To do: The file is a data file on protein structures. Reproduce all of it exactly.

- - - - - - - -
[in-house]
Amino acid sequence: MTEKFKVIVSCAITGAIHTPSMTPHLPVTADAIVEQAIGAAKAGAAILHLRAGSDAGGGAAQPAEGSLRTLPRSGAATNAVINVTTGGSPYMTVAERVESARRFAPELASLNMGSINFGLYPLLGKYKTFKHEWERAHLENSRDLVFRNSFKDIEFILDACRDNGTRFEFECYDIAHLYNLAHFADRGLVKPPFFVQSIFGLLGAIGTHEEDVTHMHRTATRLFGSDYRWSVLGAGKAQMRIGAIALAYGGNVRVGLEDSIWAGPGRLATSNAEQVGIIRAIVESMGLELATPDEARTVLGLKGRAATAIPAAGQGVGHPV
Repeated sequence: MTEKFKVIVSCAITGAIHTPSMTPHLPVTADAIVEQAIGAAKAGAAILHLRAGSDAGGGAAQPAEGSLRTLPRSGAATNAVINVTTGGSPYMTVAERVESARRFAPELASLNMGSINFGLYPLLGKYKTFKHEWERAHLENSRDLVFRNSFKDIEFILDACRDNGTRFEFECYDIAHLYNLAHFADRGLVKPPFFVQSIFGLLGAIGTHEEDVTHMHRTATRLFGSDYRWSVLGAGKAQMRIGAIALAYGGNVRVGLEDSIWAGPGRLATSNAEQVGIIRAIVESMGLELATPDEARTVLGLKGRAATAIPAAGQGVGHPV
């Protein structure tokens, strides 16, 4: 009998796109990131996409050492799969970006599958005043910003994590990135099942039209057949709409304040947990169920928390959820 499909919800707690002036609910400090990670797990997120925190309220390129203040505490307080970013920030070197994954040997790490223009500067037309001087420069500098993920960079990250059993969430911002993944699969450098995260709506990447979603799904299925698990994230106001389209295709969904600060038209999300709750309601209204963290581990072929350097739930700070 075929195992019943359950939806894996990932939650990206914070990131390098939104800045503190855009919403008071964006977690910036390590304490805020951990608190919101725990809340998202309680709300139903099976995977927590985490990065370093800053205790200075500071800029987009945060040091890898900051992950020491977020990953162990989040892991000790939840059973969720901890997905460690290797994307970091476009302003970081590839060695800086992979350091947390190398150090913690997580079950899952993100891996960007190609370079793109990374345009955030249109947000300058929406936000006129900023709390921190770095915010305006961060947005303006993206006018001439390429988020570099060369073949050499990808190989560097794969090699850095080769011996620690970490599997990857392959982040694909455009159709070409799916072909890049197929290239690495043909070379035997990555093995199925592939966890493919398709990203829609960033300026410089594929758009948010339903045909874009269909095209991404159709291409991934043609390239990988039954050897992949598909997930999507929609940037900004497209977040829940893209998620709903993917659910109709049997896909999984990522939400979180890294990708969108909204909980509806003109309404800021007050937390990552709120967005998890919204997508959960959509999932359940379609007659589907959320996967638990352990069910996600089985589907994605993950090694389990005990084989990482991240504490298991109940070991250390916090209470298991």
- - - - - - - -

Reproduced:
[in-house]
Amino acid sequence: MTEKFKVIVSCAITGAIHTPSMTPHLPVTADAIVEQAIGAAKAGAAILHLRAGSDAGGGAAQPAEGSLRTLPRSGAATNAVINVTTGGSPYMTVAERVESARRFAPELASLNMGSINFGLYPLLGKYKTFKHEWERAHLENSRDLVFRNSFKDIEFILDACRDNGTRFEFECYDIAHLYNLAHFADRGLVKPPFFVQSIFGLLGAIGTHEEDVTHMHRTATRLFGSDYRWSVLGAGKAQMRIGAIALAYGGNVRVGLEDSIWAGPGRLATSNAEQVGIIRAIVESMGLELATPDEARTVLGLKGRAATAIPAAGQGVGHPV
Repeated sequence: MTEKFKVIVSCAITGAIHTPSMTPHLPVTADAIVEQAIGAAKAGAAILHLRAGSDAGGGAAQPAEGSLRTLPRSGAATNAVINVTTGGSPYMTVAERVESARRFAPELASLNMGSINFGLYPLLGKYKTFKHEWERAHLENSRDLVFRNSFKDIEFILDACRDNGTRFEFECYDIAHLYNLAHFADRGLVKPPFFVQSIFGLLGAIGTHEEDVTHMHRTATRLFGSDYRWSVLGAGKAQMRIGAIALAYGGNVRVGLEDSIWAGPGRLATSNAEQVGIIRAIVESMGLELATPDEARTVLGLKGRAATAIPAAGQGVGHPV
């Protein structure tokens, strides 16, 4: 009998796109990131996409050492799969970006599958005043910003994590990135099942039209057949709409304040947990169920928390959820 499909919800707690002036609910400090990670797990997120925190309220390129203040505490307080970013920030070197994954040997790490223009500067037309001087420069500098993920960079990250059993969430911002993944699969450098995260709506990447979603799904299925698990994230106001389209295709969904600060038209999300709750309601209204963290581990072929350097739930700070 075929195992019943359950939806894996990932939650990206914070990131390098939104800045503190855009919403008071964006977690910036390590304490805020951990608190919101725990809340998202309680709300139903099976995977927590985490990065370093800053205790200075500071800029987009945060040091890898900051992950020491977020990953162990989040892991000790939840059973969720901890997905460690290797994307970091476009302003970081590839060695800086992979350091947390190398150090913690997580079950899952993100891996960007190609370079793109990374345009955030249109947000300058929406936000006129900023709390921190770095915010305006961060947005303006993206006018001439390429988020570099060369073949050499990808190989560097794969090699850095080769011996620690970490599997990857392959982040694909455009159709070409799916072909890049197929290239690495043909070379035997990555093995199925592939966890493919398709990203829609960033300026410089594929758009948010339903045909874009269909095209991404159709291409991934043609390239990988039954050897992949598909997930999507929609940037900004497209977040829940893209998620709903993917659910109709049997896909999984990522939400979180890294990708969108909204909980509806003109309404800021007050937390990552709120967005998890919204997508959960959509999932359940379609007659589907959320996967638990352990069910996600089985589907994605993950090694389990005990084989990482991240504490298991109940070991250390916090209470298991």